1. Your opponent doesn’t see the vision of the benefit they’d gain with a “yes.”
  2. Your opponent lacks the data necessary to support a “yes.”
  3. Your opponent doesn’t have the authority to say “yes.”
  4. Your opponent may be willing to say “yes” but is using “no” as a tactic or bluff. They may be attempting to get something or drive concessions.
  5. A Real Business Example

You’ve spent a lot of time selling this deal. You have everyone at the table, but you’re stuck. You’ve been rejected several times. You lower your price and get rejected again.

You’ve confirmed that the opponent’s business will benefit by using your new product. If they still say “no,” the problem may be that they don’t have enough evidence based on objective data.

You’ve been pitching your service to your opponent who claims to have had the budget for months. You have agreement from them on the shared vision. They asked for data, and you provided it in the format they requested. The data blew their team away, but their team leader is still not moving the negotiation forward. When you ask for clear decisions, you get “no” – or worse, “maybe.” What’s going on?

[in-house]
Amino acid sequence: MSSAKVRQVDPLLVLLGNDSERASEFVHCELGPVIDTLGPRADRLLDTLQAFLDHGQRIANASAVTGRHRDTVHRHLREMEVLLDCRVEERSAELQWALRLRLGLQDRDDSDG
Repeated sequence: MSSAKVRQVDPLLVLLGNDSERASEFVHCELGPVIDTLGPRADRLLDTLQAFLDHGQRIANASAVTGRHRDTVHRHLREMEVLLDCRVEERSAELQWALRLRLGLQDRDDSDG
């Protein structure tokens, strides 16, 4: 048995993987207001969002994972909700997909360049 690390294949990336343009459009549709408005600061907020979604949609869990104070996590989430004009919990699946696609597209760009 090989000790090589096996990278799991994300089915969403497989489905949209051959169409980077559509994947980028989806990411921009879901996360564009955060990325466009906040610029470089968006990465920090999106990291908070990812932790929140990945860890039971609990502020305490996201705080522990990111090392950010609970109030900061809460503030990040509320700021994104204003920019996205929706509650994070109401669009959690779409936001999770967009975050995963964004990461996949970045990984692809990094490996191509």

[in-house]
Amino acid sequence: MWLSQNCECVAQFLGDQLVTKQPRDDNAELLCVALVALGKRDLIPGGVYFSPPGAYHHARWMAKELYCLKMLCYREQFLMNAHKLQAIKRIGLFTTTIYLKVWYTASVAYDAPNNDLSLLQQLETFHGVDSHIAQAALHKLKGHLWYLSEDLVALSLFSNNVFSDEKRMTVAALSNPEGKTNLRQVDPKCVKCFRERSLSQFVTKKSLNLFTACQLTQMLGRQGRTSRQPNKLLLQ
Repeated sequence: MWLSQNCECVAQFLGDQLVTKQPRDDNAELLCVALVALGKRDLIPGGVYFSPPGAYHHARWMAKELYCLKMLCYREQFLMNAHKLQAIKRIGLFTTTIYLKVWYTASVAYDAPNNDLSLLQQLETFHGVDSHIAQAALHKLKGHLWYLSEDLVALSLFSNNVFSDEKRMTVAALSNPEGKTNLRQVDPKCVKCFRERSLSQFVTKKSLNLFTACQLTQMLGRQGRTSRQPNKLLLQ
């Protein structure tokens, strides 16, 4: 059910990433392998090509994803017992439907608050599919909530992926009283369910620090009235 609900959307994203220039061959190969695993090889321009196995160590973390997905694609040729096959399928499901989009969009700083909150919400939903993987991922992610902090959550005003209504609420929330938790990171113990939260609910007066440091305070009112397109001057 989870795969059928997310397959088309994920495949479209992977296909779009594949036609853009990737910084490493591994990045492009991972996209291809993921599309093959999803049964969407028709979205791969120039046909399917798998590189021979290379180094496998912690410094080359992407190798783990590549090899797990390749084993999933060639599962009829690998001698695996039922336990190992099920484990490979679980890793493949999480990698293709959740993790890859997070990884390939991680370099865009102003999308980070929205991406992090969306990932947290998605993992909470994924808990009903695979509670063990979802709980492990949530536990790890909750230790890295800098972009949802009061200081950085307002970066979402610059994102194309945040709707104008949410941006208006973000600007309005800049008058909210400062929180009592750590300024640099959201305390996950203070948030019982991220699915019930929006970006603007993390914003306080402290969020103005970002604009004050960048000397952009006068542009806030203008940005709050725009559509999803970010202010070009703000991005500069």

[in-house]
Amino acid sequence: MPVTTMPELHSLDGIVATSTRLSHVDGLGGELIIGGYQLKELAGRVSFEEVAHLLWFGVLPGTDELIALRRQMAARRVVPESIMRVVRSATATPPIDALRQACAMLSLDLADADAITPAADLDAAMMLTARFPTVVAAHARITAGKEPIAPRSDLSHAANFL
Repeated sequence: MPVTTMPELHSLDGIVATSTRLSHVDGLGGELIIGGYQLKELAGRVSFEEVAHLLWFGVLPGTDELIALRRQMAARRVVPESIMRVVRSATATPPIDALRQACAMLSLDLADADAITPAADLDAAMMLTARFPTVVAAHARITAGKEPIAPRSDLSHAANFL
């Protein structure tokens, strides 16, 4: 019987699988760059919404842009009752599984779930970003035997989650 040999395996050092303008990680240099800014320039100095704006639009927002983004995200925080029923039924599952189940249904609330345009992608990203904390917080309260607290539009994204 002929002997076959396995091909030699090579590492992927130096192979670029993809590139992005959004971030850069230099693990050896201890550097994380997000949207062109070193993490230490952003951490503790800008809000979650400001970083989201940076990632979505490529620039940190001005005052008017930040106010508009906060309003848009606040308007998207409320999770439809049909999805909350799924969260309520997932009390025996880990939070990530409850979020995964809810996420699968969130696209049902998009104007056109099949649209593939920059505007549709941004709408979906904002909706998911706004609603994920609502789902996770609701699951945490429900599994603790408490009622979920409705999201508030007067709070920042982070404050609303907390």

Only after you’ve ruled out the prior three reasons for rejection do you consider that your opponent may be bluffing.​

While UGM’s service is the preferred solution for BigCo, your price is much higher than the next three responses to our request for proposals. In advance of our meeting next week, we require you come back with a lower price to continue.

John, we’re surprised that with such a large price difference, we are still in contention for your business. What is it about our service that still has us under consideration? We would respectfully like to ask - are you officially rejecting our proposal on behalf of BigCo?